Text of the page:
A woman in her sixties, known as N, has settled a claim in medical negligence against a UK NHS Trust for a significant sum. N was left with a permanent colostomy by a surgeon who failed to take sufficient care while operating on her bowel.
N attended her GP when she noticed a change in her bowel habit and that she was losing weight. Her GP ran some tests and found that N was anaemic, so referred her to a local hospital for more investigations.
At the hospital, N had a rigid sigmoidoscopy which found a large, bleeding polyp on her bowel wall. Following a colonoscopy, upper gastrointestinal endoscopy and a CT scan, two more very large polyps were found.
The polyps were not cancerous, but were so large that they almost completely blocked N's bowel.
Because of this, N was offered a sigmoid colectomy. N was told that this would involve removing the area of bowel which contained the polyps and joining the remaining healthy bowel back together.
N was told that if there were any complications during the operation, the surgeons may need to create a temporary stoma, which would involve creating an outlet for N's bowel on her abdominal wall.
She was advised that if this was necessary, it would only be in place for around ten days and she would then be offered surgery to reverse it, joining her bowel back together and returning her to normal function.
On this advice, N decided to go ahead with the surgery.
However, during the operation a Senior Trainee Surgeon accidentally severed an important artery which supplies blood to the rectum and left leg. A Consultant Vascular Surgeon stepped in, but in order to stem the major bleeding the left internal iliac artery had to be tied off.
This significantly and permanently reduced the blood supply to N's rectum and left leg.
Without the necessary blood supply to allow it to heal, the surgeons could not join the bowel back together and so performed a colostomy, creating a stoma on N's abdominal wall.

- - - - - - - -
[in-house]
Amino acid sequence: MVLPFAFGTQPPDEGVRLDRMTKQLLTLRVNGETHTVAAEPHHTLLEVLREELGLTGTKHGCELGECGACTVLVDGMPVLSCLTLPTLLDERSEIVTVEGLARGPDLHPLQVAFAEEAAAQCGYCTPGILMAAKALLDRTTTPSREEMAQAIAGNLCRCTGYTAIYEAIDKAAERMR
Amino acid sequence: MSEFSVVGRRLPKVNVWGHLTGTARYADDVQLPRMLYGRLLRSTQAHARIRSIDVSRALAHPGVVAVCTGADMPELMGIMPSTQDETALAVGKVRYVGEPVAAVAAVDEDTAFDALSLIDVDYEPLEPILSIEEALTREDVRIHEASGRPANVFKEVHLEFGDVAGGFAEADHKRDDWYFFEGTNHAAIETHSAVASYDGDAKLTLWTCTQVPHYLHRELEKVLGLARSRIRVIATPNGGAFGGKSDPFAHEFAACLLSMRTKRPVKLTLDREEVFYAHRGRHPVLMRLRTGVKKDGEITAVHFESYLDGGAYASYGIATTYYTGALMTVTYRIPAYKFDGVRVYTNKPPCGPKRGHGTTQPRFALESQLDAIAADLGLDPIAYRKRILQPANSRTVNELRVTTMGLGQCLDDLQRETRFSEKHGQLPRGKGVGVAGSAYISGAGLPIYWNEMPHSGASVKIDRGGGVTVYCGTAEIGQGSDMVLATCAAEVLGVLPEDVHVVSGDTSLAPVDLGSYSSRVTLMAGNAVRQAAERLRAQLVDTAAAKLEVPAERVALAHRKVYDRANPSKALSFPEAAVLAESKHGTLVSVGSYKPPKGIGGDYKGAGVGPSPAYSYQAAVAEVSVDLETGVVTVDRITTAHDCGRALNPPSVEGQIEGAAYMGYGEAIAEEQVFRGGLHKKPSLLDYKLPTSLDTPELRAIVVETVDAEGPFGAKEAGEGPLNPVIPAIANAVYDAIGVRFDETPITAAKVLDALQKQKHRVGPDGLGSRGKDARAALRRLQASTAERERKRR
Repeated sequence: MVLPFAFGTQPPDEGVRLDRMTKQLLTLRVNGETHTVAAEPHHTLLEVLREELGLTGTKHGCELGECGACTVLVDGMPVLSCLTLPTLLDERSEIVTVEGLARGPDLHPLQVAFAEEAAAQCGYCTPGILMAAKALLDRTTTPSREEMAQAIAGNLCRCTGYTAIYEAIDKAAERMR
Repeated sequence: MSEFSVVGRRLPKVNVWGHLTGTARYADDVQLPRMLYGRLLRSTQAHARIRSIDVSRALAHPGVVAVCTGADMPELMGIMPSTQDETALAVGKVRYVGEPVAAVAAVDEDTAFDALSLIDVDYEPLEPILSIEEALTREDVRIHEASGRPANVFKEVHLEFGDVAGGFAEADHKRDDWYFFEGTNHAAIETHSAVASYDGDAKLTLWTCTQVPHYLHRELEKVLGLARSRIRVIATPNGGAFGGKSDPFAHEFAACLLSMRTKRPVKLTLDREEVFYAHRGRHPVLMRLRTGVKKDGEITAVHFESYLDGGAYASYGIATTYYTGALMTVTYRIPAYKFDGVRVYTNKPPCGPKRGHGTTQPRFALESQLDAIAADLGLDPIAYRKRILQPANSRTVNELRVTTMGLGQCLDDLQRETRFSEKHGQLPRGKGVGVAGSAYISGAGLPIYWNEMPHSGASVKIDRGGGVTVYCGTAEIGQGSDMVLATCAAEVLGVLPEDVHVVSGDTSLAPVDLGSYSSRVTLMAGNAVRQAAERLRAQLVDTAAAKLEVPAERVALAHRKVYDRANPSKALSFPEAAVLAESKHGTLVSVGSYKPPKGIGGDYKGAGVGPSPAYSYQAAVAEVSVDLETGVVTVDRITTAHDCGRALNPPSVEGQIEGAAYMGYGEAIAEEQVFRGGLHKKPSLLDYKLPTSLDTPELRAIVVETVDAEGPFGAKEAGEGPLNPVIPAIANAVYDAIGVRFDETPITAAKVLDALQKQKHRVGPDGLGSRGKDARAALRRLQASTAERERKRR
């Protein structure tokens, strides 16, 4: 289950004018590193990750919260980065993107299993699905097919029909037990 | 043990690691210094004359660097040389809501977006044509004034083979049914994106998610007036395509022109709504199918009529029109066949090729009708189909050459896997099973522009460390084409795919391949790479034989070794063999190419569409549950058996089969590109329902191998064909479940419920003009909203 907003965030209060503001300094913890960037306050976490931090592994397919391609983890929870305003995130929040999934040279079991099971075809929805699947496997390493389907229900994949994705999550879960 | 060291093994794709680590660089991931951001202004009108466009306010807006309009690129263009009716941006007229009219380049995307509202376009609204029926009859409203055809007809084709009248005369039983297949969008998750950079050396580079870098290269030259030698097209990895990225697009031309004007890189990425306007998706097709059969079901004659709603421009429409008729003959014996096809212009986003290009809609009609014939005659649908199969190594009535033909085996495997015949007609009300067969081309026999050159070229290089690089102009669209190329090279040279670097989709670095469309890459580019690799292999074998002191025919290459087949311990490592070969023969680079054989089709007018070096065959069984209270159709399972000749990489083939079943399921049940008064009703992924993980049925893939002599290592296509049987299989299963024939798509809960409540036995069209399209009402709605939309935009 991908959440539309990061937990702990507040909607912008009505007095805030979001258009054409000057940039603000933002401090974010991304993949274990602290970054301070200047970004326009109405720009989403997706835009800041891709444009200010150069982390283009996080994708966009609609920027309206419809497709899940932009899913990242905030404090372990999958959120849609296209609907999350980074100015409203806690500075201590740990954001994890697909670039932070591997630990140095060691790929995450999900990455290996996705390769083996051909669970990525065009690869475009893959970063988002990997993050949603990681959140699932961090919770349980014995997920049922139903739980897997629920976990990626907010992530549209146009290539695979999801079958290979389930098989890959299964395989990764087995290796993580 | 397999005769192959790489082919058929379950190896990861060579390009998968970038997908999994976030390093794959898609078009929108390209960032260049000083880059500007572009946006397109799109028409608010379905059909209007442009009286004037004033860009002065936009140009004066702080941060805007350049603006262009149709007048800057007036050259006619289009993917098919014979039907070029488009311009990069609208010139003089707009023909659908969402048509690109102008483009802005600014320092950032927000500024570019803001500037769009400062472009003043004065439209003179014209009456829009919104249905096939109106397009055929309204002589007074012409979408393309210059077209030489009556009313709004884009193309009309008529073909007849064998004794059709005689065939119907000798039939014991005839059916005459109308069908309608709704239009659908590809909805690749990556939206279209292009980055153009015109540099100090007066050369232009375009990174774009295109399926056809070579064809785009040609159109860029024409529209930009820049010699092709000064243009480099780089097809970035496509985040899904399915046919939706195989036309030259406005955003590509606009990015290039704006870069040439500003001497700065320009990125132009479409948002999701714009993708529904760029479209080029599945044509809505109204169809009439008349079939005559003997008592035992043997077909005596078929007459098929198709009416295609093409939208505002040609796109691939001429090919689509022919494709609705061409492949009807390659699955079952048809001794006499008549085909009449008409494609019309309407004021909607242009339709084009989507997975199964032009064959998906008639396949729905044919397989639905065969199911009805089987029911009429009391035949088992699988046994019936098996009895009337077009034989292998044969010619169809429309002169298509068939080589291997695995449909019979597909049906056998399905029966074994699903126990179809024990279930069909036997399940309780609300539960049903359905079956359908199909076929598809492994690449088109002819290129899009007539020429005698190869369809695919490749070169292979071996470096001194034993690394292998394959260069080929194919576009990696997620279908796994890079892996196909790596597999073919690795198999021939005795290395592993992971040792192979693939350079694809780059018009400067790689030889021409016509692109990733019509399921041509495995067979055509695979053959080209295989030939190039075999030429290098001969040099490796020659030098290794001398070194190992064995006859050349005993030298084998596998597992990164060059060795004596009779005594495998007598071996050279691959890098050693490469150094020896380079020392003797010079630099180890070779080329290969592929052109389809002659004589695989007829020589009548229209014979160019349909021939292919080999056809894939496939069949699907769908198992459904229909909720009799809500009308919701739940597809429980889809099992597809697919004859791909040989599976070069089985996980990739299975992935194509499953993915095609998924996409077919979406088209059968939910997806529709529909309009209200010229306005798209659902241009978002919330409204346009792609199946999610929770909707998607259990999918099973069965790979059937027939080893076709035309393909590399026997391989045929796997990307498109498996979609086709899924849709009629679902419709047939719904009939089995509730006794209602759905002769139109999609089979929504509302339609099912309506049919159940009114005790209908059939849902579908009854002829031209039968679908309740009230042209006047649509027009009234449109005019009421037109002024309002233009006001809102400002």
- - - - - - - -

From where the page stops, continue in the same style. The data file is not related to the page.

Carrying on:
After her operation N was told what had happened. She asked when she would be able to have her stoma reversed. Her doctors told her that while this was possible, they now advised against it due to the high risk of infection or further injury to the now limited blood supply to her rectum and leg.
Owing to this risk, N elected not to have any further surgery. She will have to live with a colostomy for the rest of her life.
N complained about her care to the hospital and the matter was referred to the NHS Litigation Authority. They admitted that her surgeon had failed to take sufficient care during her operation and that as a result, N had been left with a permanent colostomy. They recommended that N approach Leigh Day to claim compensation for her injuries.
Angharad Vaughan, medical negligence solicitor and associate at Leigh Day, represented N in her claim.
Angharad instructed medical experts in colorectal surgery, orthopaedic surgery, psychiatry, care and occupational therapy to advise about the extent of N's injury and her future needs.
After lengthy negotiations, N's claim was settled for a significant six-figure sum. The final figure was four times that originally offered to N by the Trust in compensation for her injuries.
Angharad Vaughan said:
"My client’s life was changed forever when she underwent bowel surgery which went disastrously wrong. Whilst nothing can turn back the clock, the settlement will go some way to improving her quality of life and will enable her to plan for her future.”